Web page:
The last two years in the PR program have been particularly exciting. We have developed a new program that is attracting highly qualified students with academic and practical backgrounds in marketing, communications, business and political science, to name a few. These classes take place at the end of everyone's day, when you would expect energy to be low, but when all these bright, curious people get together, the discussions and teamwork can be invigorating — at the very least they are rewarding and fun. Every term wonderful life-changing events take place: novices test their skills, break into the field; people find rewarding work, move ahead in their careers; the students help each other, make life-long relationships... the PR Certificate program has become a community of life-long learners I'm very proud to be part of.

I don't give a lecture course so I never stare at blank faces. The Communications classes are interactive workshops where there is never a dull moment. I create opportunities for communication to take place in an environment of both safety and risk-taking. The Public Relations students are natural communicators involved in areas as diverse as hip-hop music, banking, fashion and federal politics. They energize each other and I do my best to veer them toward new ideas and opportunities.

Arif Mustafa

Department of Animal Science

MACDONALD CAMPUS AWARD FOR TEACHING EXCELLENCE

Arif Mustafa.
Claudio Calligaris

The hardest thing about teaching is to make the teaching materials up to date and interesting for a wide range of students. The easiest is the level of communication with the students. The most unexpected is the positive response I received from the students when I started teaching.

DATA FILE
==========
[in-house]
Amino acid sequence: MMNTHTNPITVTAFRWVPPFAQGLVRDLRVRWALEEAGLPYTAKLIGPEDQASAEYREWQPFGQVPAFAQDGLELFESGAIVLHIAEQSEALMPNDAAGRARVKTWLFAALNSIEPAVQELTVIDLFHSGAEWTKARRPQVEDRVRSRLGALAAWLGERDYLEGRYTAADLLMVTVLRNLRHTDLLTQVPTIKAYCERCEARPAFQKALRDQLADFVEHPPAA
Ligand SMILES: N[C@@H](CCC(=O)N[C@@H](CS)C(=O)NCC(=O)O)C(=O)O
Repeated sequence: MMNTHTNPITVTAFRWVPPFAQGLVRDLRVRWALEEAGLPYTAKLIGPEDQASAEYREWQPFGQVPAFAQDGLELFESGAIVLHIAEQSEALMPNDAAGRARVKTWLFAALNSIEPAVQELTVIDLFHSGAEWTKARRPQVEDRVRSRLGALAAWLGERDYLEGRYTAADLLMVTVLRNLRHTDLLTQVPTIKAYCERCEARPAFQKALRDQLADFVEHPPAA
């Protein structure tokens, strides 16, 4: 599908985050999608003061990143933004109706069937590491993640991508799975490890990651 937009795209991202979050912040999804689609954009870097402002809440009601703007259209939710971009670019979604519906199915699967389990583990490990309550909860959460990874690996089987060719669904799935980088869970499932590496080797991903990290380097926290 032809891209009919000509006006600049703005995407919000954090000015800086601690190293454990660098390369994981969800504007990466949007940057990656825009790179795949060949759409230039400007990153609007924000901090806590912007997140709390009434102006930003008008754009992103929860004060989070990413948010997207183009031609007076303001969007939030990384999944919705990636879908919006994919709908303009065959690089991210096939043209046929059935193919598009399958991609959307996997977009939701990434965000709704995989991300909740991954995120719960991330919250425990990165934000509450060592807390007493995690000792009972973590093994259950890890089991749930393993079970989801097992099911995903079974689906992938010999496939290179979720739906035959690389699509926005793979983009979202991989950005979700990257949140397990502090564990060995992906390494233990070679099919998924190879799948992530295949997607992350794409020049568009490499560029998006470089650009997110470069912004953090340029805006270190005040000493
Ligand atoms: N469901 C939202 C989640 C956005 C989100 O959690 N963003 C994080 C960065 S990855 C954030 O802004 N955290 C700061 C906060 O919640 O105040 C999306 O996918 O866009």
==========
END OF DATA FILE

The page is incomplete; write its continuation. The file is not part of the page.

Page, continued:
Memorable moments: for several years now, I have noticed that some of the students invited their friends to attend my lectures.

When I'm in front of a classroom of students looking out at me blankly, I think that I must be in the wrong classroom.

Derek Hart

Faculty of Management

DISTINGUISHED TEACHING AWARD IN FACULTY OF MANAGEMENT (GRADUATE)

Derek Hart.
Owen Egan

Measuring student performance and assigning a grade is always difficult — especially a failing grade. Students who have failed often see me to apologize and I always wonder if I could have done more to help. The failure is often a result of non-academic factors that get in the way.

The easiest thing is the classroom delivery. I really enjoy the interaction. I try to ensure everyone enjoys the classroom experience. I'm lucky since the MBA class size allows this.

Students tell me that I get really excited about the material, which becomes infectious. I enjoy telling stories and weaving together the course content, a real-life situation and an example of how to use the statistical concept within this setting.